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What Not to Do With an Autistic Child: How to Nurture Their Development

What Not to Do With an Autistic Child: How to Nurture Their Development

The life of a parent is tough and very challenging all on its own, but the added factor of autism in children might make it be a bit more difficult than usual. Behavior-wise, managing children with autism may be more challenging, and parents will need help answering some questions. How do you support an autistic child? What not to do with an autistic child?

The key to helping your children is by first understanding their condition and why they behave as they do. You may do this by seeking medical advice and learning about how to reach out appropriately to your child.

Why do children with autism behave differently?

Most children with autism might be prone to refusing or ignoring requests that the parent asks for. In social and public settings, inappropriate behavior may occur, like the child taking off their clothes in public, or behaving aggressively for seemingly no reason. This can potentially lead to unintentional self-harm.

Autism causes difficulty in understanding the world, which, of course, may lead to a child feeling frustrated or scared. Among the reasons children may respond the way they do are due to:

  • Missing communication cues
  • Difficulty in expressing wants and needs
  • Overwhelming sensory activities
  • Unmet expectations
  • Exhaustion

What not to do with an autistic child? Do’s and don’ts

What to do, and what not to do with an autistic child? Here are a few do’s and don’ts that might help you in becoming a better parent to your child with autism.

Baby steps

Do: Focus on one thing at a time. If you’re trying to correct or manage your child’s behavior, especially in public, it would be best to tackle things one by one so that the child does not feel overwhelmed.

Don’t: Overload your child with responsibilities. This can cause them to be overwhelmed, and act out.


Do: Make small changes when you can. If you have a predictable routine every day, stick to it. Change the routine if it affects your child negatively. But do so slowly, as not to further upset the child.

Don’t: What not to do with an autistic child? Don’t make drastic changes. Big, new things can overwhelm and upset your child, which can cause more unusual behavior.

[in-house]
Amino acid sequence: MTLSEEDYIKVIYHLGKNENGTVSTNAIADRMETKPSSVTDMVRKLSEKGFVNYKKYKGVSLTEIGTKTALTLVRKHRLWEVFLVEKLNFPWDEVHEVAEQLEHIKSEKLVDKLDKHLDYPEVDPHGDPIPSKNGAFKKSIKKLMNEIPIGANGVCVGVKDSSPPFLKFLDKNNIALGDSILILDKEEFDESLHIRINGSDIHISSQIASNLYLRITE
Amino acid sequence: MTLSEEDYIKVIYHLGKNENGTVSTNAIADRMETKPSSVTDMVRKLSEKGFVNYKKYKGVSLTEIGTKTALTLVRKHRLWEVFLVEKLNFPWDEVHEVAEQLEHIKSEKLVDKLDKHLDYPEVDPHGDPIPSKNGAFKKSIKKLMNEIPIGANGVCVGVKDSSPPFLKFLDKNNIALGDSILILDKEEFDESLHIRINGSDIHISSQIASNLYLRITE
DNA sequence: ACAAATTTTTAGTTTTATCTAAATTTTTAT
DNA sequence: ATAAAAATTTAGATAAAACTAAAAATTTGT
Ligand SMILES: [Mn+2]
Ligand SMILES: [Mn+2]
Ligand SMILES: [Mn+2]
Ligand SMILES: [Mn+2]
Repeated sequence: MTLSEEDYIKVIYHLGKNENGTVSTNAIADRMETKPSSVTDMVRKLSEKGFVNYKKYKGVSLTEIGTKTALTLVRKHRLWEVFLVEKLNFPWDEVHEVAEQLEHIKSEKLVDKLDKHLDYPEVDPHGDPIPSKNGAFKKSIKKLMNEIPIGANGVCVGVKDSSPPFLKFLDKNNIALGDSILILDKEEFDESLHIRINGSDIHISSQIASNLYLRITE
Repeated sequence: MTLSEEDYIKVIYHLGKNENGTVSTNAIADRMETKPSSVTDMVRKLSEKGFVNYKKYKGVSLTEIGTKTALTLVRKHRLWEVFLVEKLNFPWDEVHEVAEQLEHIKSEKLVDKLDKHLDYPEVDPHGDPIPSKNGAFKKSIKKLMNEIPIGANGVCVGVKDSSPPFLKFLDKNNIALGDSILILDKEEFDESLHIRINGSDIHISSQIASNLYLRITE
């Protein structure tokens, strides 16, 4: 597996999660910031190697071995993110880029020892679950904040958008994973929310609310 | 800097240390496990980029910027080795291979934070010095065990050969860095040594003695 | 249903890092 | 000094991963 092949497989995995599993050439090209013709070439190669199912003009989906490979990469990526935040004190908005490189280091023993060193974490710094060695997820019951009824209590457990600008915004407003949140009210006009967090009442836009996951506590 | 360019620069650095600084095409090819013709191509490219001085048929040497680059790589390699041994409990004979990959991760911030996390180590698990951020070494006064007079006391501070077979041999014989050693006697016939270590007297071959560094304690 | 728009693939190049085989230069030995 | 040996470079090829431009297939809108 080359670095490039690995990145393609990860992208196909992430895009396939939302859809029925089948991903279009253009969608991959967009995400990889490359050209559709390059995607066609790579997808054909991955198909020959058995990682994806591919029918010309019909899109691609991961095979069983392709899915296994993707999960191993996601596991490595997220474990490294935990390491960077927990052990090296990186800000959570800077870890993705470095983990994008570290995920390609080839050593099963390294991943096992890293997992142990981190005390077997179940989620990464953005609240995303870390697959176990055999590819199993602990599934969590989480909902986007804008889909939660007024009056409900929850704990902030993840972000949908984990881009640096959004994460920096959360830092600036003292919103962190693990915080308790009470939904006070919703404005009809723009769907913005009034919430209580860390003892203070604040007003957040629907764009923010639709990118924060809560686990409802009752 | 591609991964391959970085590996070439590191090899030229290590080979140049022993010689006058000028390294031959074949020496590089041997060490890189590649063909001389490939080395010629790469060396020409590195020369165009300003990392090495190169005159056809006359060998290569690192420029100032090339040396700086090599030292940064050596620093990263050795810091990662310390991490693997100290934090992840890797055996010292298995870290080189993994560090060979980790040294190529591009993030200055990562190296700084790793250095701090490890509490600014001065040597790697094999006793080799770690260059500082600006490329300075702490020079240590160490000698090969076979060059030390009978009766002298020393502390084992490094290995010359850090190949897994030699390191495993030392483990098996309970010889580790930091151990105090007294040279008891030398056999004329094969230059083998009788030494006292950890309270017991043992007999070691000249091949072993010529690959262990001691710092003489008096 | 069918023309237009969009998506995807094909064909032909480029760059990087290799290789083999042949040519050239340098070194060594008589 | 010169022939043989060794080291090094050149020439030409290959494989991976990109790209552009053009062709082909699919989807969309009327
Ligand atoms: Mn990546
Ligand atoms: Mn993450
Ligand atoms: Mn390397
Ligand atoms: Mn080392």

Do: Try to get help when you can. Parents can’t know everything on their own and it’s advised to ask for help from professionals or friends who have personal experience. Consult your doctor as well on how you can deal with certain situations.

Don’t: Improvise. Improvisation is a good skill, but not here. Since autistic children tend to lean towards a routine better, introducing brand new things that are unusual to them is upsetting, and will ruin chances of communication even more.

What not to do with an autistic child: Don’t be inconsistent

Establishing a regular routine that is predictable can be something that is extremely helpful.

Autistic children are a little bit more sensitive to the world and everything in it. It’s not their fault and we can’t blame them for that – what we can do is love and support them all throughout their life, and help them develop into better and happier people.

Key takeaway

What not to do with an autistic child? Don’t be inconsistent, or make sweeping and sudden changes to their routine. Autistic children learn best with a routine, and by focusing on one thing at a time. Consult with healthcare professionals for support, as you raise your children.

Learn more about Behavioral and Developmental Disorders here.

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Hello Health Group does not provide medical advice, diagnosis or treatment.


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Written by Kirsten Rocamora Updated Oct 20, 2021
Fact Checked by Hello Doctor Medical Panel